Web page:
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Mitochondrion, illustration

Mitochondrion, illustration

C040/2685

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Credit

RUSSELL KIGHTLEY / SCIENCE PHOTO LIBRARY RUSSELL KIGHTLEY / SCIENCE PHOTO LIBRARY

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Caption

Illustration of a mitochondrion with part of it cut-away to show the internal structure. Spilling from the mitochondrion is a loop of mitochondrial DNA (deoxyribonucleic acid), or mtDNA, the organelle's genetic material. Mitochondria are organelles found in the cytoplasm of eukaryotic cells. They oxidase sugars and fats to produce energy. A mitochondrion has two membranes, a smooth outer membrane and a folded inner membrane. The folds of the inner membrane are called cristae, and it is here that the chemical reactions to produce energy take place. Unlike other eukaryotic DNA, mtDNA is circular. Due to this it is thought that mitochondria were once free-living, but were incorporated into eukaryotic cells under a process known as endosymbiosis.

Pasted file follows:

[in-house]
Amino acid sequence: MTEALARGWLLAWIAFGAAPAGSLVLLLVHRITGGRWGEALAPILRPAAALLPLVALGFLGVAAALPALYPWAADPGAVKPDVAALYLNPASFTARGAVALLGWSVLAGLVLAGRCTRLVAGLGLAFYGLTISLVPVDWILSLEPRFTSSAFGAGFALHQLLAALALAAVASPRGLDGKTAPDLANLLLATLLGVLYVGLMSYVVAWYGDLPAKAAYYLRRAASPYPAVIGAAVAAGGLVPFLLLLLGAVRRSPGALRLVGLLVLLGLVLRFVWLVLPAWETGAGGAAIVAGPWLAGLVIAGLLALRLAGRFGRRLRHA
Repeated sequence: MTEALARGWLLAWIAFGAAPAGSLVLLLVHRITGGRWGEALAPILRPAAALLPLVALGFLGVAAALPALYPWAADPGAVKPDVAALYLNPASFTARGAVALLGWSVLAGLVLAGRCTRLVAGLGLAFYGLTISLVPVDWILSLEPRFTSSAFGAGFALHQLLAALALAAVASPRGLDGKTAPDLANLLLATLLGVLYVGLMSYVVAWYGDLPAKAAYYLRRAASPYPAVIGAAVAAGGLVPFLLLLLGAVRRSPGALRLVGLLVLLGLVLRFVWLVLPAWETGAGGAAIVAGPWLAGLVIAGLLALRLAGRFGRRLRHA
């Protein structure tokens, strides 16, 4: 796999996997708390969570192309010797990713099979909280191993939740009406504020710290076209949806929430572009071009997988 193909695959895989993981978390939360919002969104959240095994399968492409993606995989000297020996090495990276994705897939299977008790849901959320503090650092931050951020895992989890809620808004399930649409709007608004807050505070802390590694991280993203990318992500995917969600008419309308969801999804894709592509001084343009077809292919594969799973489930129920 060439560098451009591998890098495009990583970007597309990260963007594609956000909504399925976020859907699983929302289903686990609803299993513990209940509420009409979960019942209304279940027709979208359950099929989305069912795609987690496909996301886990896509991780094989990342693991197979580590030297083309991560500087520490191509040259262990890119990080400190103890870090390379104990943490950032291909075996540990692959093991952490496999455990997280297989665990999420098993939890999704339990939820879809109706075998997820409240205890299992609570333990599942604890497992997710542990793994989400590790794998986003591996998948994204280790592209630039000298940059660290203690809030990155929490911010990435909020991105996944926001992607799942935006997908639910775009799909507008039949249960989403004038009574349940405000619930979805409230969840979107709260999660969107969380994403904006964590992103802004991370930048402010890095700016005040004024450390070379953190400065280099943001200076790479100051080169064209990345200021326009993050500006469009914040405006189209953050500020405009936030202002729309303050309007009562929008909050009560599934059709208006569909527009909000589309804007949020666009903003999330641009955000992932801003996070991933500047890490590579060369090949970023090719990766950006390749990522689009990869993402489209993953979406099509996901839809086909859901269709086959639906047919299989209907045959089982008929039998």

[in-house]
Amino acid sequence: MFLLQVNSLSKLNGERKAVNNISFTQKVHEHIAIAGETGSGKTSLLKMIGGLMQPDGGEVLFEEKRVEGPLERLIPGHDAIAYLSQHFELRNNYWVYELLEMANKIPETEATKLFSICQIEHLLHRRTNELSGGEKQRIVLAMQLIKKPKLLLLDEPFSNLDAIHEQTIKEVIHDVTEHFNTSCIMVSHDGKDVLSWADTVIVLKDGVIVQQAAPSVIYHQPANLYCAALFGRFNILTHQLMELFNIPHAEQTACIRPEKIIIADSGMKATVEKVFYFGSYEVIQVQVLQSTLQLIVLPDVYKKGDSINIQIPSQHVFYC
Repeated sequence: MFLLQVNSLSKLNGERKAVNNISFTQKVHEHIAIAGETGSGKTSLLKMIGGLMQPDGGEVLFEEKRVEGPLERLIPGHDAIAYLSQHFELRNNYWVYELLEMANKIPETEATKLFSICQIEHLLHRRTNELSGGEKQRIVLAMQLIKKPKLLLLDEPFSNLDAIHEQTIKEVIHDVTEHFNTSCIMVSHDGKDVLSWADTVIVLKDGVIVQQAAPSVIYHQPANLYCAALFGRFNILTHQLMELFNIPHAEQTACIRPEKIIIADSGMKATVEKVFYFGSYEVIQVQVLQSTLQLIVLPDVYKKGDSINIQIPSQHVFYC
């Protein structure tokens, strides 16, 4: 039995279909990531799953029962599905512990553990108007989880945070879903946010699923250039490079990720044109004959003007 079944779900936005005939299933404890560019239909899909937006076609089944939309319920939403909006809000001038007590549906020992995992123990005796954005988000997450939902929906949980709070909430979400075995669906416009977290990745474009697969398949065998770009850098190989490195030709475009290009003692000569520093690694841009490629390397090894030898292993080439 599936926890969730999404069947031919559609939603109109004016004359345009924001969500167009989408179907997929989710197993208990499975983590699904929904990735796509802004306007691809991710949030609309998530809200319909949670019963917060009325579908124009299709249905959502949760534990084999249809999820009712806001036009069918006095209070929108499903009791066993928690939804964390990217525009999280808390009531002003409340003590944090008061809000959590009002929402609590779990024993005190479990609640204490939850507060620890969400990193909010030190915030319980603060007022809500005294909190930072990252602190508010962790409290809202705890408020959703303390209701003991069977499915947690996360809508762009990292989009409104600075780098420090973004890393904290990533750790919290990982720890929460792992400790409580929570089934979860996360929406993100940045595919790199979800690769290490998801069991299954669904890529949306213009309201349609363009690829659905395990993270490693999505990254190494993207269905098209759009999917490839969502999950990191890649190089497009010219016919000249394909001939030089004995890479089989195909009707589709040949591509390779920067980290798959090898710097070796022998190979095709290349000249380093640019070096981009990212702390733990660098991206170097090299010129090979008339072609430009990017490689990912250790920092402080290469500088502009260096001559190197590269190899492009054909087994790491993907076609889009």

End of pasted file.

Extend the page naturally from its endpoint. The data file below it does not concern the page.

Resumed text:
Release details

Model release not required. Property release not required.

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